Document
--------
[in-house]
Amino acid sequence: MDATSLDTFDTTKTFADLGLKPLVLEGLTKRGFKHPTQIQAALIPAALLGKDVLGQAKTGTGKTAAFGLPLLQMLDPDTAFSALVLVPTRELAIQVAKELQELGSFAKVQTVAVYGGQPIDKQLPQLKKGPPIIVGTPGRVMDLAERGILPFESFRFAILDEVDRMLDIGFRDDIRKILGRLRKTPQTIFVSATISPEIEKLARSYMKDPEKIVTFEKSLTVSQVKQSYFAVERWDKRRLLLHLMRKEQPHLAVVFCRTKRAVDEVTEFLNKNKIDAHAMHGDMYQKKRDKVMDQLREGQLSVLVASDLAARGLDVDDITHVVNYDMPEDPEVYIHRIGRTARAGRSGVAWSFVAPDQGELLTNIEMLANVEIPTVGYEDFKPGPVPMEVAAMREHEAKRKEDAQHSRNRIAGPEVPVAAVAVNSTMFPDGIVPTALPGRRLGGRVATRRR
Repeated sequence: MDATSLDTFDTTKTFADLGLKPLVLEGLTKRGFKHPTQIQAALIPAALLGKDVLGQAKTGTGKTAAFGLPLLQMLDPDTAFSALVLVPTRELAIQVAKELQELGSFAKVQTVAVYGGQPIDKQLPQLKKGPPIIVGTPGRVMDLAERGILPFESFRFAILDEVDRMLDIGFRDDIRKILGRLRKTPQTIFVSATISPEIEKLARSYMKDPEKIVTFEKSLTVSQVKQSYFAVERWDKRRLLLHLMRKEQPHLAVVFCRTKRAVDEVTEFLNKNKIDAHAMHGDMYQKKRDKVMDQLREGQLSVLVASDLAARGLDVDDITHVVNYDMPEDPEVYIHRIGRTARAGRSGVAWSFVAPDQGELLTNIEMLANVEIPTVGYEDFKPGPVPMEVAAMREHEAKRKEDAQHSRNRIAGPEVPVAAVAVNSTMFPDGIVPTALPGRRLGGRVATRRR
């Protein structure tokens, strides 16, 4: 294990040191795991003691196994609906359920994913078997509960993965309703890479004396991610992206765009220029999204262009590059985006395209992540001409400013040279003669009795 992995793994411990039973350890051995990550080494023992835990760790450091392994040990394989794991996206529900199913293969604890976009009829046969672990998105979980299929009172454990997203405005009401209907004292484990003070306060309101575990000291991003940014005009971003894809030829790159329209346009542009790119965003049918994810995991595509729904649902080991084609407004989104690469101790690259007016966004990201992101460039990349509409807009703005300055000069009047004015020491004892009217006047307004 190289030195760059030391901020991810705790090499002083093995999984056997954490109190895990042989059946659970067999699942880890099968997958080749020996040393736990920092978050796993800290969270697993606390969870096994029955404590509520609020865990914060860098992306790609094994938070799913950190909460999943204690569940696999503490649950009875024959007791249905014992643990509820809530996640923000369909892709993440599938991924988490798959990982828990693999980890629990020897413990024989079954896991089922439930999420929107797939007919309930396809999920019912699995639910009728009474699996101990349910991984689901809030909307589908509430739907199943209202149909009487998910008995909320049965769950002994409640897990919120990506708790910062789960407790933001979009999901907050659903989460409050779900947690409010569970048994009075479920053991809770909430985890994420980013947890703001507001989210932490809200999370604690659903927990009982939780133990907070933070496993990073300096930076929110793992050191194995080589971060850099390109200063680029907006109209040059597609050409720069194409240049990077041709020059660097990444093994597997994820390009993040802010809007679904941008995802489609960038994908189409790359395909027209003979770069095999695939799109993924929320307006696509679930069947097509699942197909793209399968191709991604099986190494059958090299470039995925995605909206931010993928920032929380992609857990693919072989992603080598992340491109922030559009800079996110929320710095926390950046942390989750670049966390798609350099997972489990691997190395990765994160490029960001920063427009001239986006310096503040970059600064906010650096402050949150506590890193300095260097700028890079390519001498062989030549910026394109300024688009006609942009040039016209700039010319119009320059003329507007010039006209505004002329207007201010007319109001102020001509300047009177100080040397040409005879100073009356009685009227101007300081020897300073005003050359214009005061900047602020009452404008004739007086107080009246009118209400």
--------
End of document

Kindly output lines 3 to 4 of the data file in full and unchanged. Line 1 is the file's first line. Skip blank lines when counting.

Repeated sequence: MDATSLDTFDTTKTFADLGLKPLVLEGLTKRGFKHPTQIQAALIPAALLGKDVLGQAKTGTGKTAAFGLPLLQMLDPDTAFSALVLVPTRELAIQVAKELQELGSFAKVQTVAVYGGQPIDKQLPQLKKGPPIIVGTPGRVMDLAERGILPFESFRFAILDEVDRMLDIGFRDDIRKILGRLRKTPQTIFVSATISPEIEKLARSYMKDPEKIVTFEKSLTVSQVKQSYFAVERWDKRRLLLHLMRKEQPHLAVVFCRTKRAVDEVTEFLNKNKIDAHAMHGDMYQKKRDKVMDQLREGQLSVLVASDLAARGLDVDDITHVVNYDMPEDPEVYIHRIGRTARAGRSGVAWSFVAPDQGELLTNIEMLANVEIPTVGYEDFKPGPVPMEVAAMREHEAKRKEDAQHSRNRIAGPEVPVAAVAVNSTMFPDGIVPTALPGRRLGGRVATRRR
């Protein structure tokens, strides 16, 4: 294990040191795991003691196994609906359920994913078997509960993965309703890479004396991610992206765009220029999204262009590059985006395209992540001409400013040279003669009795 992995793994411990039973350890051995990550080494023992835990760790450091392994040990394989794991996206529900199913293969604890976009009829046969672990998105979980299929009172454990997203405005009401209907004292484990003070306060309101575990000291991003940014005009971003894809030829790159329209346009542009790119965003049918994810995991595509729904649902080991084609407004989104690469101790690259007016966004990201992101460039990349509409807009703005300055000069009047004015020491004892009217006047307004 190289030195760059030391901020991810705790090499002083093995999984056997954490109190895990042989059946659970067999699942880890099968997958080749020996040393736990920092978050796993800290969270697993606390969870096994029955404590509520609020865990914060860098992306790609094994938070799913950190909460999943204690569940696999503490649950009875024959007791249905014992643990509820809530996640923000369909892709993440599938991924988490798959990982828990693999980890629990020897413990024989079954896991089922439930999420929107797939007919309930396809999920019912699995639910009728009474699996101990349910991984689901809030909307589908509430739907199943209202149909009487998910008995909320049965769950002994409640897990919120990506708790910062789960407790933001979009999901907050659903989460409050779900947690409010569970048994009075479920053991809770909430985890994420980013947890703001507001989210932490809200999370604690659903927990009982939780133990907070933070496993990073300096930076929110793992050191194995080589971060850099390109200063680029907006109209040059597609050409720069194409240049990077041709020059660097990444093994597997994820390009993040802010809007679904941008995802489609960038994908189409790359395909027209003979770069095999695939799109993924929320307006696509679930069947097509699942197909793209399968191709991604099986190494059958090299470039995925995605909206931010993928920032929380992609857990693919072989992603080598992340491109922030559009800079996110929320710095926390950046942390989750670049966390798609350099997972489990691997190395990765994160490029960001920063427009001239986006310096503040970059600064906010650096402050949150506590890193300095260097700028890079390519001498062989030549910026394109300024688009006609942009040039016209700039010319119009320059003329507007010039006209505004002329207007201010007319109001102020001509300047009177100080040397040409005879100073009356009685009227101007300081020897300073005003050359214009005061900047602020009452404008004739007086107080009246009118209400």